FULL TEXT LINK
http://dx.doi.org/10.1002/ppul.24718

RECORD 118
TITLE
  Detection of Novel Coronavirus by RT-PCR in Stool Specimen from Asymptomatic Child, China
AUTHOR NAMES
  Tang A.;  Tong Z.-D.;  Wang H.-L.;  Dai Y.-X.;  Li K.-F.;  Liu J.-N.;  Wu W.-J.;  Yuan C.;  Yu M.-L.;  Li P.;  Yan J.-B.
SOURCE
  Emerging infectious diseases (2020) 26:6. Date of Publication: 17 Jun 2020
ABSTRACT
  We report an asymptomatic child who was positive for a 2019 novel coronavirus by reverse transcription PCR in a stool specimen 17 days after the last virus exposure. The child was virus positive in stool specimens for at least an additional 9 days. Respiratory tract specimens were negative by reverse transcription PCR.
FULL TEXT LINK
http://dx.doi.org/10.3201/eid2606.200301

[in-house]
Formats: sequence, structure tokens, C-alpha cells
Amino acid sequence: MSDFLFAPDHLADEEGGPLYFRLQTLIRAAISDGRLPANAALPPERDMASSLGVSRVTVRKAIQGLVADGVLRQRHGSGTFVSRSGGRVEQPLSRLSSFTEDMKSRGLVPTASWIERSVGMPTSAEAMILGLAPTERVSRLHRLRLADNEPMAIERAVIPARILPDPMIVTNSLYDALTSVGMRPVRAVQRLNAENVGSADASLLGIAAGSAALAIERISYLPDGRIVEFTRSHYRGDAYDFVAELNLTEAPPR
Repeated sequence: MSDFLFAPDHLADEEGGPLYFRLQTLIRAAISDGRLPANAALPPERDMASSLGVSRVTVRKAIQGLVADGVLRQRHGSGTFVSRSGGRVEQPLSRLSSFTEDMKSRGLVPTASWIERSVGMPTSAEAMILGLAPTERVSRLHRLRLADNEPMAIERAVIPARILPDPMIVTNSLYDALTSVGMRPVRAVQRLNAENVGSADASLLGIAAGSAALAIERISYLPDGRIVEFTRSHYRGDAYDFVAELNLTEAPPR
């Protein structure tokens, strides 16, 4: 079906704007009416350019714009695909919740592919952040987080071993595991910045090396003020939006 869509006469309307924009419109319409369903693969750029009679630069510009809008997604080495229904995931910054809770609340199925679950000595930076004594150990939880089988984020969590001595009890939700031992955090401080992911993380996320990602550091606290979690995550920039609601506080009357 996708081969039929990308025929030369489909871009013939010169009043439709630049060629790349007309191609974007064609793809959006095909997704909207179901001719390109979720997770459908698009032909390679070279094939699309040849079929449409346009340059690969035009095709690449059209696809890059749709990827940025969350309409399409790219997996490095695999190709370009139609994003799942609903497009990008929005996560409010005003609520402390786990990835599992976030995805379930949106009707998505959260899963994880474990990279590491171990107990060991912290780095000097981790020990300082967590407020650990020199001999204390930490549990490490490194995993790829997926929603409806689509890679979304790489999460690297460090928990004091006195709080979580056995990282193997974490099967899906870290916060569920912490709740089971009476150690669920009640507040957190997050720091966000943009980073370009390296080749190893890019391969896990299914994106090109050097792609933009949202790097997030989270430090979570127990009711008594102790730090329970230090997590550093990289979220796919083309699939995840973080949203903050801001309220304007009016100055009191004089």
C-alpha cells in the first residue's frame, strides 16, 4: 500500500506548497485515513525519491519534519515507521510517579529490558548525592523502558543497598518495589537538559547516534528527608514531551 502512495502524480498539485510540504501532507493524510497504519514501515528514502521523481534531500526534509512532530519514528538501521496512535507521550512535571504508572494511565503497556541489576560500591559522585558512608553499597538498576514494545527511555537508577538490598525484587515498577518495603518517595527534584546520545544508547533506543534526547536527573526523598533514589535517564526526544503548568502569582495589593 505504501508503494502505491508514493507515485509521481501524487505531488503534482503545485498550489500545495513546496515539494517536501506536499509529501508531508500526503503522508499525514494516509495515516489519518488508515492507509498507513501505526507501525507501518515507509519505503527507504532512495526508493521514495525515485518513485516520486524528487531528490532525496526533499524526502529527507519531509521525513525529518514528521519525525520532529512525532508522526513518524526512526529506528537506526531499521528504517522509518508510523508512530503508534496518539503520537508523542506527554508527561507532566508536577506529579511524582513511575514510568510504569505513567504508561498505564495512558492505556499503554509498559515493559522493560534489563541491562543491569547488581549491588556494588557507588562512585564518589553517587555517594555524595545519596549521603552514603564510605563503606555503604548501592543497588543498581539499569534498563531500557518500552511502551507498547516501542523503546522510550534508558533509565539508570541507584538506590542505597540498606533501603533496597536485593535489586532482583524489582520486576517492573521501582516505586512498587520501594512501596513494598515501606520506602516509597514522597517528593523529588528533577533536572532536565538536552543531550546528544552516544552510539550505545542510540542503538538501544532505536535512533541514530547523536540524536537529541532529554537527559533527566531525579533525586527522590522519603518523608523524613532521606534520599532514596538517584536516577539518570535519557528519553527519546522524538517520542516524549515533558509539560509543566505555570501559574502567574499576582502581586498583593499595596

RECORD 119
TITLE
  COVID-19 with post-chemotherapy agranulocytosis in childhood acute leukemia: a case report
AUTHOR NAMES
  Chen Z.;  Xiong H.;  Li J.X.;  Li H.;  Tao F.;  Yang Y.T.;  Wu B.;  Tang W.;  Teng J.X.;  Fu Q.;  Yang L.
SOURCE
  Zhonghua xue ye xue za zhi = Zhonghua xueyexue zazhi (2020) 41 (E004). Date of Publication: 9 Mar 2020
FULL TEXT LINK
http://dx.doi.org/10.3760/cma.j.issn.0253-2727.2020.0004

RECORD 120
TITLE
  The SARS-CoV-2 Vaccine Pipeline: an Overview
AUTHOR NAMES
  Chen W.-H.;  Strych U.;  Hotez P.J.;  Bottazzi M.E.
SOURCE
  Current Tropical Medicine Reports (2020). Date of Publication: 2020
ABSTRACT